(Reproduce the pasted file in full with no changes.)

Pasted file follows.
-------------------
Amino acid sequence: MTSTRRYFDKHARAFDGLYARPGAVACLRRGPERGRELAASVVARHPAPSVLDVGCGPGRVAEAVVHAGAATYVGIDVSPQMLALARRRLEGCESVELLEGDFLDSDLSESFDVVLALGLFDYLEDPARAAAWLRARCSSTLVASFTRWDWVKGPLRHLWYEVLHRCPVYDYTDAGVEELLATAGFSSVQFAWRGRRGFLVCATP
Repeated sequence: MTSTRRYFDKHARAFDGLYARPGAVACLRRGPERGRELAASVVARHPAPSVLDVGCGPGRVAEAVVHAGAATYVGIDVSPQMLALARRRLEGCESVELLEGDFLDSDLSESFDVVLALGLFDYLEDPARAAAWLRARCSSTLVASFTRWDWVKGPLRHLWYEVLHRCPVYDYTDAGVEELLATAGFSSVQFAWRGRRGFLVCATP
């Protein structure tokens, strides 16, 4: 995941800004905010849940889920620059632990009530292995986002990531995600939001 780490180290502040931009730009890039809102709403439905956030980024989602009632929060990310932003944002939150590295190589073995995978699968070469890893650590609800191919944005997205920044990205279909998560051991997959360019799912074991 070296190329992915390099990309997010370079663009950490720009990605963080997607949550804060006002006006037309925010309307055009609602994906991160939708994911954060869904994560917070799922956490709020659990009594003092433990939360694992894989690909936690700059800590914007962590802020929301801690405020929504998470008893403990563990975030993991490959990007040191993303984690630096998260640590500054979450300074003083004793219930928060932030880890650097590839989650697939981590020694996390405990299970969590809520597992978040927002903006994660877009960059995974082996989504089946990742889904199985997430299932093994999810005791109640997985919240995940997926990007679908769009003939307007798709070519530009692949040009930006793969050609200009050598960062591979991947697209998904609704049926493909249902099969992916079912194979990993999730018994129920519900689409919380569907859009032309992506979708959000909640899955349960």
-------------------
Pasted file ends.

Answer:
Amino acid sequence: MTSTRRYFDKHARAFDGLYARPGAVACLRRGPERGRELAASVVARHPAPSVLDVGCGPGRVAEAVVHAGAATYVGIDVSPQMLALARRRLEGCESVELLEGDFLDSDLSESFDVVLALGLFDYLEDPARAAAWLRARCSSTLVASFTRWDWVKGPLRHLWYEVLHRCPVYDYTDAGVEELLATAGFSSVQFAWRGRRGFLVCATP
Repeated sequence: MTSTRRYFDKHARAFDGLYARPGAVACLRRGPERGRELAASVVARHPAPSVLDVGCGPGRVAEAVVHAGAATYVGIDVSPQMLALARRRLEGCESVELLEGDFLDSDLSESFDVVLALGLFDYLEDPARAAAWLRARCSSTLVASFTRWDWVKGPLRHLWYEVLHRCPVYDYTDAGVEELLATAGFSSVQFAWRGRRGFLVCATP
């Protein structure tokens, strides 16, 4: 995941800004905010849940889920620059632990009530292995986002990531995600939001 780490180290502040931009730009890039809102709403439905956030980024989602009632929060990310932003944002939150590295190589073995995978699968070469890893650590609800191919944005997205920044990205279909998560051991997959360019799912074991 070296190329992915390099990309997010370079663009950490720009990605963080997607949550804060006002006006037309925010309307055009609602994906991160939708994911954060869904994560917070799922956490709020659990009594003092433990939360694992894989690909936690700059800590914007962590802020929301801690405020929504998470008893403990563990975030993991490959990007040191993303984690630096998260640590500054979450300074003083004793219930928060932030880890650097590839989650697939981590020694996390405990299970969590809520597992978040927002903006994660877009960059995974082996989504089946990742889904199985997430299932093994999810005791109640997985919240995940997926990007679908769009003939307007798709070519530009692949040009930006793969050609200009050598960062591979991947697209998904609704049926493909249902099969992916079912194979990993999730018994129920519900689409919380569907859009032309992506979708959000909640899955349960």